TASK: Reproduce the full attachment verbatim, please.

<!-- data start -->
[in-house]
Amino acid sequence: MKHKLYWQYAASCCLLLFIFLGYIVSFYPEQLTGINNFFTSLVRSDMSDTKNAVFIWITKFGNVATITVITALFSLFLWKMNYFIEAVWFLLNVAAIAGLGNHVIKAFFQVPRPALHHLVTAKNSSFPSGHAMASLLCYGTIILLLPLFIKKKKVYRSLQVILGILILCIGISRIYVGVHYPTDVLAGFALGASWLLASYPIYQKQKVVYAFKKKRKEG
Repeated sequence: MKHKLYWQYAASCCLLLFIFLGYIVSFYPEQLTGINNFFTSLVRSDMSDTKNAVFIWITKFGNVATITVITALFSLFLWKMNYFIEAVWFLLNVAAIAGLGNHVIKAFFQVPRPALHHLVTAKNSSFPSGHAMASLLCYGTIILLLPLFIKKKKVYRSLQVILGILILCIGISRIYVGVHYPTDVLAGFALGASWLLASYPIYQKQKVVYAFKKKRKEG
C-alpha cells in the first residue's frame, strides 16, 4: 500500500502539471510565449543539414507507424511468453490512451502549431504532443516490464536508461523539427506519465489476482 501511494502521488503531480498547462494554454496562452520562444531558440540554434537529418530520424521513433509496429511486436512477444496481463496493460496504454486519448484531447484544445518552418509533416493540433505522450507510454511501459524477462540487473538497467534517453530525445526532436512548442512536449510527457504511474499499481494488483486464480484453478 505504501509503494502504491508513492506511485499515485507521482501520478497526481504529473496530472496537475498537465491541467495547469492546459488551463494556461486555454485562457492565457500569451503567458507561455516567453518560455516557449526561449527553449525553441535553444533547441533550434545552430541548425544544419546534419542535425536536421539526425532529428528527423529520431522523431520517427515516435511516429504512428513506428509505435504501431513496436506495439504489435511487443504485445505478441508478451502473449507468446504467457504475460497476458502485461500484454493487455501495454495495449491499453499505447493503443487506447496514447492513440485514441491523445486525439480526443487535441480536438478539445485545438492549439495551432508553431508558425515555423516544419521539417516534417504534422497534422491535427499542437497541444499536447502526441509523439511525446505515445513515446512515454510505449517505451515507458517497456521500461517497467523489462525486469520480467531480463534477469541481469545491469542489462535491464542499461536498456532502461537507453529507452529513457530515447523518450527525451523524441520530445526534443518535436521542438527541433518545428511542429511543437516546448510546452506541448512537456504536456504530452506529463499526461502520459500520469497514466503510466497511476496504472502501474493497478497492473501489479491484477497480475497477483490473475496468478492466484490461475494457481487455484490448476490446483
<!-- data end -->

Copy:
[in-house]
Amino acid sequence: MKHKLYWQYAASCCLLLFIFLGYIVSFYPEQLTGINNFFTSLVRSDMSDTKNAVFIWITKFGNVATITVITALFSLFLWKMNYFIEAVWFLLNVAAIAGLGNHVIKAFFQVPRPALHHLVTAKNSSFPSGHAMASLLCYGTIILLLPLFIKKKKVYRSLQVILGILILCIGISRIYVGVHYPTDVLAGFALGASWLLASYPIYQKQKVVYAFKKKRKEG
Repeated sequence: MKHKLYWQYAASCCLLLFIFLGYIVSFYPEQLTGINNFFTSLVRSDMSDTKNAVFIWITKFGNVATITVITALFSLFLWKMNYFIEAVWFLLNVAAIAGLGNHVIKAFFQVPRPALHHLVTAKNSSFPSGHAMASLLCYGTIILLLPLFIKKKKVYRSLQVILGILILCIGISRIYVGVHYPTDVLAGFALGASWLLASYPIYQKQKVVYAFKKKRKEG
C-alpha cells in the first residue's frame, strides 16, 4: 500500500502539471510565449543539414507507424511468453490512451502549431504532443516490464536508461523539427506519465489476482 501511494502521488503531480498547462494554454496562452520562444531558440540554434537529418530520424521513433509496429511486436512477444496481463496493460496504454486519448484531447484544445518552418509533416493540433505522450507510454511501459524477462540487473538497467534517453530525445526532436512548442512536449510527457504511474499499481494488483486464480484453478 505504501509503494502504491508513492506511485499515485507521482501520478497526481504529473496530472496537475498537465491541467495547469492546459488551463494556461486555454485562457492565457500569451503567458507561455516567453518560455516557449526561449527553449525553441535553444533547441533550434545552430541548425544544419546534419542535425536536421539526425532529428528527423529520431522523431520517427515516435511516429504512428513506428509505435504501431513496436506495439504489435511487443504485445505478441508478451502473449507468446504467457504475460497476458502485461500484454493487455501495454495495449491499453499505447493503443487506447496514447492513440485514441491523445486525439480526443487535441480536438478539445485545438492549439495551432508553431508558425515555423516544419521539417516534417504534422497534422491535427499542437497541444499536447502526441509523439511525446505515445513515446512515454510505449517505451515507458517497456521500461517497467523489462525486469520480467531480463534477469541481469545491469542489462535491464542499461536498456532502461537507453529507452529513457530515447523518450527525451523524441520530445526534443518535436521542438527541433518545428511542429511543437516546448510546452506541448512537456504536456504530452506529463499526461502520459500520469497514466503510466497511476496504472502501474493497478497492473501489479491484477497480475497477483490473475496468478492466484490461475494457481487455484490448476490446483